Candida species are major agents involved in nosocomial fungal infections worldwide, especially infections of endogenous origin and those related to immunocompromised patients1. Different factors in the nosocomial setting and the hands of healthcare workers may represent important sources for Candida infections2. Candidaparapsilosis complex species (Candida parapsilosis sensu stricto, Candida orthopsilosis, and Candida metapsilosis) are often isolated from nosocomial environments; since the 1990s, they have gained importance as etiological agents of candidemia in hospitals in different countries1.
The pathogenicity of Candida species may be at least partly due to their ability to produce hydrolytic enzymes, such as phospholipases (PLs) and aspartyl proteinases (SAPs), which are considered important factors for C. parapsilosis adherence, tissue penetration, and host invasion3. Moreover, the ability to form biofilms can induce a significant reduction in yeast antifungal susceptibility and an increase in their capacity to evade the immune system4.
Most data regarding the ability to produce hydrolytic enzymes and biofilm formation has been obtained using clinical C. albicans isolates1,5; to date, few studies have investigated these properties in C. parapsilosis complex isolates, particularly those from nosocomial environments. In this context, the present study evaluated the ability of 29 C. parapsilosis complex isolates present in hospital settings to produce hydrolytic enzymes and form biofilms. These isolates were collected between December 2009 and February 2010, strictly from the nosocomial environment and medical devices in a general patient care unit at a tertiary care teaching hospital in Porto Alegre (RS-Brazil). Following the collections, the isolated yeasts were biochemically identified as belonging to the C. parapsilosis complex (data not shown).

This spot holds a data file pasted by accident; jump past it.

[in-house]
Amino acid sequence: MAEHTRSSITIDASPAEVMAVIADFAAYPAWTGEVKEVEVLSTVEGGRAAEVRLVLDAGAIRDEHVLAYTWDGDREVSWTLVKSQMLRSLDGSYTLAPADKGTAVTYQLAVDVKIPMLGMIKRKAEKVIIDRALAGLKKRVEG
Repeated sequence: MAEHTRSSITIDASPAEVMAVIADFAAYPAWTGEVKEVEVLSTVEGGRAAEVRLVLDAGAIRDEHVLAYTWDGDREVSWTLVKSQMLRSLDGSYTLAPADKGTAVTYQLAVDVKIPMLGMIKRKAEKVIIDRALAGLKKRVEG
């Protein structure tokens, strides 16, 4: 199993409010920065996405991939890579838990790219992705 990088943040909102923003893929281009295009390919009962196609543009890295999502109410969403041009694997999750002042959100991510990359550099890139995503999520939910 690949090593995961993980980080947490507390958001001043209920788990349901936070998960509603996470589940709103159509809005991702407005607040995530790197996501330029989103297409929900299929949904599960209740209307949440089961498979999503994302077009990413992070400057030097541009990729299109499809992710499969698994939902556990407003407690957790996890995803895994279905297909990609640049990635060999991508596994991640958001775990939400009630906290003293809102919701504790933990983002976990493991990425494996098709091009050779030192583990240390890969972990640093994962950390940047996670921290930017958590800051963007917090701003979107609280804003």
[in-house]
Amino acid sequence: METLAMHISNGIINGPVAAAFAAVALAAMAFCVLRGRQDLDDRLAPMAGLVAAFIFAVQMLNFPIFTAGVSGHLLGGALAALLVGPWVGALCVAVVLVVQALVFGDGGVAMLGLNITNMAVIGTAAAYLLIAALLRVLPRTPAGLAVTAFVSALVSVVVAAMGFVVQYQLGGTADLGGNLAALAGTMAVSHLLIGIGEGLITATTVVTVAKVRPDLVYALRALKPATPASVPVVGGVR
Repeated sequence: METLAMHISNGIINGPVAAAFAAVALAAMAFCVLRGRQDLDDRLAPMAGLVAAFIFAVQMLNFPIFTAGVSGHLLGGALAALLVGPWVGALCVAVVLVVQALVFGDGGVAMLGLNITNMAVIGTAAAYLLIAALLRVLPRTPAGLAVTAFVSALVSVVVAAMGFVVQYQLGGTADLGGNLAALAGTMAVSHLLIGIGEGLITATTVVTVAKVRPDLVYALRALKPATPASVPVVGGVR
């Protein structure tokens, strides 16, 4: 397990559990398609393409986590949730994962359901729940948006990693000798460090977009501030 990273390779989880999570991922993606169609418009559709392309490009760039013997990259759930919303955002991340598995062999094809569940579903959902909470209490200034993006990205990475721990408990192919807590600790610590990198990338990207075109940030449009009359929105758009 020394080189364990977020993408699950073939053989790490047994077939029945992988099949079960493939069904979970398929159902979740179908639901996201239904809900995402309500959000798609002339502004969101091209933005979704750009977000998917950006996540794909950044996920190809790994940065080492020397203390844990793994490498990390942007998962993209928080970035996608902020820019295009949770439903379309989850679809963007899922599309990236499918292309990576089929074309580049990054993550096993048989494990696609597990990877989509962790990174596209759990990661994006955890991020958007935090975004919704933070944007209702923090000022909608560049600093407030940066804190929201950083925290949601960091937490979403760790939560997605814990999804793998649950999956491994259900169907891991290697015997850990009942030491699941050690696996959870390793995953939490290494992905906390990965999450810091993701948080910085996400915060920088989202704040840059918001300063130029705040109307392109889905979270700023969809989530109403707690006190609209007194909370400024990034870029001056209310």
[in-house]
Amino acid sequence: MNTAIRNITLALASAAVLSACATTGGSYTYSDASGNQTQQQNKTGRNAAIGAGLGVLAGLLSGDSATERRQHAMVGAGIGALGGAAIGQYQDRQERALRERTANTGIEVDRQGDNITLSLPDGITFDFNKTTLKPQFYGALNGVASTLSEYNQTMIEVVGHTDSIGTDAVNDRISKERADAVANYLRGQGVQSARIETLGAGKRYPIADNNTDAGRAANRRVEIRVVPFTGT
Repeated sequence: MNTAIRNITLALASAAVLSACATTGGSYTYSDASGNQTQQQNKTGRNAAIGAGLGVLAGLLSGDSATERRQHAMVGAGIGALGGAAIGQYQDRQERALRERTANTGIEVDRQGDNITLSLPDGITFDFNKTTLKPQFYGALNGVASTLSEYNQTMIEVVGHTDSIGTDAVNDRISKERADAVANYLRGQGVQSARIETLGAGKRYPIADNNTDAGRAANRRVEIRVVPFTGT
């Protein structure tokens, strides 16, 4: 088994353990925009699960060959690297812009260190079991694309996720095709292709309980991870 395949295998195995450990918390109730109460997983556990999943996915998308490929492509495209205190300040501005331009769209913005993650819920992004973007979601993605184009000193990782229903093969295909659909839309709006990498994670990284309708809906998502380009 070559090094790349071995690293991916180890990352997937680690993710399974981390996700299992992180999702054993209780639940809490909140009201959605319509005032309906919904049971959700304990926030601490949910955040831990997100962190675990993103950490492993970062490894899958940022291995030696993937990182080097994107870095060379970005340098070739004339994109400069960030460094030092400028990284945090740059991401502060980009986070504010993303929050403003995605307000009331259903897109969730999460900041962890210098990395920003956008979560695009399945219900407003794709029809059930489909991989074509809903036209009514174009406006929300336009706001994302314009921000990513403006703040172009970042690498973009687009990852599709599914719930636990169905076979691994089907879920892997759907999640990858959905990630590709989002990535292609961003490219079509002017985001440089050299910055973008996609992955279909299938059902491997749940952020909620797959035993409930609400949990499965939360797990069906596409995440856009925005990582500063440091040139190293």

For this study, yeast genomic deoxyribonucleic acid (DNA) was extracted as previously described6 and used as template for amplification of a FKS1 gene fragment (1,032bp). Amplicons were digested with EcoRI7, separated by electrophoresis on a 2% agarose gel stained with ethidium bromide (0.5µg/mL), and analyzed using a Gel Doc L-Pix Image System (Loccus Biotecnologia, SP, Brazil). Fragments of 1,032bp indicated C. parapsilosis sensustricto; fragments of 564 and 474bp indicated C. metapsilosis; and fragments of 474bp, 306bp, and 258bp indicated C. orthopsilosis. C. albicans ATCC 1884 was used as the negative control and C. parapsilosis ATCC 22019, C. metapsilosis ATCC 96143, and C. orthopsilosis ATCC 96141 were employed as positive controls.